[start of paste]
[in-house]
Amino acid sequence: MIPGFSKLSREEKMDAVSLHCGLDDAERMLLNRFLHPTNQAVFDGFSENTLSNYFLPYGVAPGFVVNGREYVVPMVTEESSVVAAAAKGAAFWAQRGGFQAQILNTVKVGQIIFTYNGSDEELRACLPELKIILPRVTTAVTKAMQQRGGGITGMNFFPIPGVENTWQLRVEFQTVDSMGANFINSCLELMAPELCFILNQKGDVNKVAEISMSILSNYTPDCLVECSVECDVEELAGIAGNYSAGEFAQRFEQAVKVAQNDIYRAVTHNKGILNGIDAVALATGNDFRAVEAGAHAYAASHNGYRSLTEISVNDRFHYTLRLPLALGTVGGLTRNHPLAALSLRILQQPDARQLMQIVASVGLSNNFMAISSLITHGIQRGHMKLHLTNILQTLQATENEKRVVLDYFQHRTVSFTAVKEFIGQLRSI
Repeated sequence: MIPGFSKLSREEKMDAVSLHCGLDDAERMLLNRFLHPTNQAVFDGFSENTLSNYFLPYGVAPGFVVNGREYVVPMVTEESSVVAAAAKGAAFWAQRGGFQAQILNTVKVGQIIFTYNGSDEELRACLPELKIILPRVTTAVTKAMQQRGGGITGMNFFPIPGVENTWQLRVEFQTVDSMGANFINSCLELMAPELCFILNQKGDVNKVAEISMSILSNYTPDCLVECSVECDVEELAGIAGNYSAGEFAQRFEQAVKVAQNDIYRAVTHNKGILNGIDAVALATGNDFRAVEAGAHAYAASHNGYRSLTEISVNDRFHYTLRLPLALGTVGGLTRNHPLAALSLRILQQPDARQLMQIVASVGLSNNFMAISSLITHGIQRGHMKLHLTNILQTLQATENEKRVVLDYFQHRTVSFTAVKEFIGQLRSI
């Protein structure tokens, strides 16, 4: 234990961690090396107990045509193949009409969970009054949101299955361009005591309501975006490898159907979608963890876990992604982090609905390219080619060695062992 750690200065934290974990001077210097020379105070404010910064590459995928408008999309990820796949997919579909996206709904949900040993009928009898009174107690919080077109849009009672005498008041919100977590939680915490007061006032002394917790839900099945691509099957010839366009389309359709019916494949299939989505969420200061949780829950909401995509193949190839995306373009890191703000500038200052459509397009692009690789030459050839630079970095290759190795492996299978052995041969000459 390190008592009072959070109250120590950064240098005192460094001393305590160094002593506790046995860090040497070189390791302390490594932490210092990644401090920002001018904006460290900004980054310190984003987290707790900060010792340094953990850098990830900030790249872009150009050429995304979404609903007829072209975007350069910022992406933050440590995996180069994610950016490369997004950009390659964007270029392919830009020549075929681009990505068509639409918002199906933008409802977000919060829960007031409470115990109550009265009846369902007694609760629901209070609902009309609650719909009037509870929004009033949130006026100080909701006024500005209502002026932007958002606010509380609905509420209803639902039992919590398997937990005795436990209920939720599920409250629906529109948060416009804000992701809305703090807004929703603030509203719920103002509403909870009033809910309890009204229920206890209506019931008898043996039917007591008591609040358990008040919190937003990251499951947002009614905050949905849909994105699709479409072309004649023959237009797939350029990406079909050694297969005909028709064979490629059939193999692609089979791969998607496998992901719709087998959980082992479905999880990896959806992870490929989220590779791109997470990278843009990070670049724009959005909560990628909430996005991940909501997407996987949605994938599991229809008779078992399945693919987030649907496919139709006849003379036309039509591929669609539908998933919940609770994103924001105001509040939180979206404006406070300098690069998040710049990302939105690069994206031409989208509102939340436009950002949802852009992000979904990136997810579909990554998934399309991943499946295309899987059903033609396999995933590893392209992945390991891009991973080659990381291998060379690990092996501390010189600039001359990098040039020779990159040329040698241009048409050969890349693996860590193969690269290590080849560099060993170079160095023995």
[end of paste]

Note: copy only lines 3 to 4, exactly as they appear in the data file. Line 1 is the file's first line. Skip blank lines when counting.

Repeated sequence: MIPGFSKLSREEKMDAVSLHCGLDDAERMLLNRFLHPTNQAVFDGFSENTLSNYFLPYGVAPGFVVNGREYVVPMVTEESSVVAAAAKGAAFWAQRGGFQAQILNTVKVGQIIFTYNGSDEELRACLPELKIILPRVTTAVTKAMQQRGGGITGMNFFPIPGVENTWQLRVEFQTVDSMGANFINSCLELMAPELCFILNQKGDVNKVAEISMSILSNYTPDCLVECSVECDVEELAGIAGNYSAGEFAQRFEQAVKVAQNDIYRAVTHNKGILNGIDAVALATGNDFRAVEAGAHAYAASHNGYRSLTEISVNDRFHYTLRLPLALGTVGGLTRNHPLAALSLRILQQPDARQLMQIVASVGLSNNFMAISSLITHGIQRGHMKLHLTNILQTLQATENEKRVVLDYFQHRTVSFTAVKEFIGQLRSI
């Protein structure tokens, strides 16, 4: 234990961690090396107990045509193949009409969970009054949101299955361009005591309501975006490898159907979608963890876990992604982090609905390219080619060695062992 750690200065934290974990001077210097020379105070404010910064590459995928408008999309990820796949997919579909996206709904949900040993009928009898009174107690919080077109849009009672005498008041919100977590939680915490007061006032002394917790839900099945691509099957010839366009389309359709019916494949299939989505969420200061949780829950909401995509193949190839995306373009890191703000500038200052459509397009692009690789030459050839630079970095290759190795492996299978052995041969000459 390190008592009072959070109250120590950064240098005192460094001393305590160094002593506790046995860090040497070189390791302390490594932490210092990644401090920002001018904006460290900004980054310190984003987290707790900060010792340094953990850098990830900030790249872009150009050429995304979404609903007829072209975007350069910022992406933050440590995996180069994610950016490369997004950009390659964007270029392919830009020549075929681009990505068509639409918002199906933008409802977000919060829960007031409470115990109550009265009846369902007694609760629901209070609902009309609650719909009037509870929004009033949130006026100080909701006024500005209502002026932007958002606010509380609905509420209803639902039992919590398997937990005795436990209920939720599920409250629906529109948060416009804000992701809305703090807004929703603030509203719920103002509403909870009033809910309890009204229920206890209506019931008898043996039917007591008591609040358990008040919190937003990251499951947002009614905050949905849909994105699709479409072309004649023959237009797939350029990406079909050694297969005909028709064979490629059939193999692609089979791969998607496998992901719709087998959980082992479905999880990896959806992870490929989220590779791109997470990278843009990070670049724009959005909560990628909430996005991940909501997407996987949605994938599991229809008779078992399945693919987030649907496919139709006849003379036309039509591929669609539908998933919940609770994103924001105001509040939180979206404006406070300098690069998040710049990302939105690069994206031409989208509102939340436009950002949802852009992000979904990136997810579909990554998934399309991943499946295309899987059903033609396999995933590893392209992945390991891009991973080659990381291998060379690990092996501390010189600039001359990098040039020779990159040329040698241009048409050969890349693996860590193969690269290590080849560099060993170079160095023995």